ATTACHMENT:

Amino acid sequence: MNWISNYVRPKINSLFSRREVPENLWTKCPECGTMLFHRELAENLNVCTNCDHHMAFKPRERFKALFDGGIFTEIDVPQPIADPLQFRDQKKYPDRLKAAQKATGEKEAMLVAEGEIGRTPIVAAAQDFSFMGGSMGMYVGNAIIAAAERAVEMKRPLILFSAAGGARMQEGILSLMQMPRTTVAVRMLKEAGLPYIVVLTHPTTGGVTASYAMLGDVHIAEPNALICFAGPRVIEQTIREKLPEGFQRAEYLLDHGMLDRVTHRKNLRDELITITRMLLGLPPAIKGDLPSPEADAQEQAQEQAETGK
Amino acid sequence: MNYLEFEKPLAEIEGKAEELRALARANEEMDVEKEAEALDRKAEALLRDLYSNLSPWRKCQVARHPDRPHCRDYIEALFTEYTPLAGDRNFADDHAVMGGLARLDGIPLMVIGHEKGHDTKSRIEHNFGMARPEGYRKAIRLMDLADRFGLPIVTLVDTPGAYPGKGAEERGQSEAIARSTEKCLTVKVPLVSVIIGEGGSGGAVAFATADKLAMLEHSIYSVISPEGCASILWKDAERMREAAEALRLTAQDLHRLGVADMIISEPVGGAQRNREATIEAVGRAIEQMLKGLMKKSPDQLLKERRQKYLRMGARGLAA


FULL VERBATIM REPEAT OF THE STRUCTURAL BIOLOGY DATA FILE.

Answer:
Amino acid sequence: MNWISNYVRPKINSLFSRREVPENLWTKCPECGTMLFHRELAENLNVCTNCDHHMAFKPRERFKALFDGGIFTEIDVPQPIADPLQFRDQKKYPDRLKAAQKATGEKEAMLVAEGEIGRTPIVAAAQDFSFMGGSMGMYVGNAIIAAAERAVEMKRPLILFSAAGGARMQEGILSLMQMPRTTVAVRMLKEAGLPYIVVLTHPTTGGVTASYAMLGDVHIAEPNALICFAGPRVIEQTIREKLPEGFQRAEYLLDHGMLDRVTHRKNLRDELITITRMLLGLPPAIKGDLPSPEADAQEQAQEQAETGK
Amino acid sequence: MNYLEFEKPLAEIEGKAEELRALARANEEMDVEKEAEALDRKAEALLRDLYSNLSPWRKCQVARHPDRPHCRDYIEALFTEYTPLAGDRNFADDHAVMGGLARLDGIPLMVIGHEKGHDTKSRIEHNFGMARPEGYRKAIRLMDLADRFGLPIVTLVDTPGAYPGKGAEERGQSEAIARSTEKCLTVKVPLVSVIIGEGGSGGAVAFATADKLAMLEHSIYSVISPEGCASILWKDAERMREAAEALRLTAQDLHRLGVADMIISEPVGGAQRNREATIEAVGRAIEQMLKGLMKKSPDQLLKERRQKYLRMGARGLAA